For more information, visit hiring.careerbuilder.com.

2 in 5 Workers Have Dated a Colleague

February 13th, 2017 Comments off
2 in 5 Workers Have Had an Office Romance

If you can’t be with the one you love, love the one you work with. That seems to be the attitude more working Americans are taking these days. According to a new survey from CareerBuilder, 41 percent of American workers have had an office romance. The number is up from 37 percent who said the same last year and the highest it has been since 2007.

Of these workplace romances, 29 percent have been with a higher up – including the person’s boss –  and 19 percent have involved a co-worker who was married at the time.

And though romantic relationships between workers may be more common, it doesn’t necessarily mean they are accepted: 38 percent of workers who have had an office romance had to keep the relationship a secret.

What Does This Mean For You?

There’s good reason many employers are leery of office romances. If they go bad, it can take a toll on performance and morale. In fact, 5 percent of workers who have had office romances left their job when the relationship went sour. Banning office romances is unlikely to stop employees – and may only encourage them to sneak around; instead, consider creating an office romance policy to clarify the expectations around such relationships, should they occur. Make it clear that employees should keep their personal relationships from interfering with their jobs and to maintain professional behavior at all times.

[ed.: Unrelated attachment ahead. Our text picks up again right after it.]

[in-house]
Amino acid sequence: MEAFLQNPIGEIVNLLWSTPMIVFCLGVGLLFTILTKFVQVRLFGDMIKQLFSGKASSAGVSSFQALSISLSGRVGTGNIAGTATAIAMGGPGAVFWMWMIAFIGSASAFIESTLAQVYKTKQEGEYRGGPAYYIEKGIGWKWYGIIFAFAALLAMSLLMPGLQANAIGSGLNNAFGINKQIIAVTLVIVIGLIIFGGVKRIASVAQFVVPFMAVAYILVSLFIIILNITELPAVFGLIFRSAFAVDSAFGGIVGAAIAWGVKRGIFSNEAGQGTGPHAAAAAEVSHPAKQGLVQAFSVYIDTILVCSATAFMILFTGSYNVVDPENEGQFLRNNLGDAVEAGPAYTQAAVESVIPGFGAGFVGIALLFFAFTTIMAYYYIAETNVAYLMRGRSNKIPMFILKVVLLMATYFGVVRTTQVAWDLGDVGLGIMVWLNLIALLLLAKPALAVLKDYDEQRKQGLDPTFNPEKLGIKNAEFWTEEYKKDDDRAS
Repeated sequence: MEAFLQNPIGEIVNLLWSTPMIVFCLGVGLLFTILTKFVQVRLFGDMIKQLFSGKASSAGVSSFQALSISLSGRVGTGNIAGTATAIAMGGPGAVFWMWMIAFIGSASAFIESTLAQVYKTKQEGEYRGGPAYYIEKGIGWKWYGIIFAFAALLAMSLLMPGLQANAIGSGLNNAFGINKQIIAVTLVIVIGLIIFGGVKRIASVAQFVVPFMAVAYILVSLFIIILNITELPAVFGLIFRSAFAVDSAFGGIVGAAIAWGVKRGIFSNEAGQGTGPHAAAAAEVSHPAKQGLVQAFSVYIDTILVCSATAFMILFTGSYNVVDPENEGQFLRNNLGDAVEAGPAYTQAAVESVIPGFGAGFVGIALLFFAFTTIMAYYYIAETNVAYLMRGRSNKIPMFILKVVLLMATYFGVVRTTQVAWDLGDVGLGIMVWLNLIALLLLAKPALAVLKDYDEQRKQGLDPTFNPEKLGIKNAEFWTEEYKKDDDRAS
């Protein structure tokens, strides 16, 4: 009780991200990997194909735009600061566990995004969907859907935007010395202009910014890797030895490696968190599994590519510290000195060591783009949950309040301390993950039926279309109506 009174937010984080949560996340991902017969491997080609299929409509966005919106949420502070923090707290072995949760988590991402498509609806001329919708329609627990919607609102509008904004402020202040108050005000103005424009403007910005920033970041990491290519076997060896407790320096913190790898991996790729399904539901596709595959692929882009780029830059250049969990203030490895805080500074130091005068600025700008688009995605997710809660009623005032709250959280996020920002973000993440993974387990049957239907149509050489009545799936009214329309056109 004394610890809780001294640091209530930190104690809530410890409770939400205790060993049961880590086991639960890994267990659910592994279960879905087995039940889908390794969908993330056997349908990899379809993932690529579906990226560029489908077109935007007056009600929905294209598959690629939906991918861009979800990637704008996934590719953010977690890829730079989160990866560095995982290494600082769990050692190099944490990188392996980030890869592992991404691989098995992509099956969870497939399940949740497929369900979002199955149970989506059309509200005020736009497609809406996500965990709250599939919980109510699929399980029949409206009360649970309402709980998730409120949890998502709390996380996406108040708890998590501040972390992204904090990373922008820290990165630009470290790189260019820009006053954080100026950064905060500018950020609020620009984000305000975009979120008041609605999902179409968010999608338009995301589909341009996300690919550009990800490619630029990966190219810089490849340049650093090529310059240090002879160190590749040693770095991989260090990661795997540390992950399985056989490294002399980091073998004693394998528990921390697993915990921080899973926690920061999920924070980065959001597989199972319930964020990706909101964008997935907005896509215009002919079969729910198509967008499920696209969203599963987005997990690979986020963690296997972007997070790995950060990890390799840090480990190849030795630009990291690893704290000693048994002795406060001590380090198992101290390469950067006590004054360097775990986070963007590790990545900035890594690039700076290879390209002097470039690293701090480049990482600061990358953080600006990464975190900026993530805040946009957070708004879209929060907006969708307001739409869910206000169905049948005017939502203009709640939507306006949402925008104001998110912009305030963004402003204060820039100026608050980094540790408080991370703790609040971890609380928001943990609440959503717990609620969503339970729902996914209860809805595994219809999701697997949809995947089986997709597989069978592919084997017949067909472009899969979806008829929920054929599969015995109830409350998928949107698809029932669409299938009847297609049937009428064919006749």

Get more details from the study here.

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Provo, Utah Has Highest Share of Millennial Workers at 35%

February 6th, 2017 Comments off
Provo, Utah Has Highest Share of Millennial Workers at 35%

A new CareerBuilder study based on data from Emsi, CareerBuilder’s labor market analysis arm, explores the generational shifts and employment trends for the 100 most populous U.S. cities. It tracks how certain demographics — in particular, workers ages 22 to 34 as well as those ages 55 and older — have shifted from 2001 to 2016.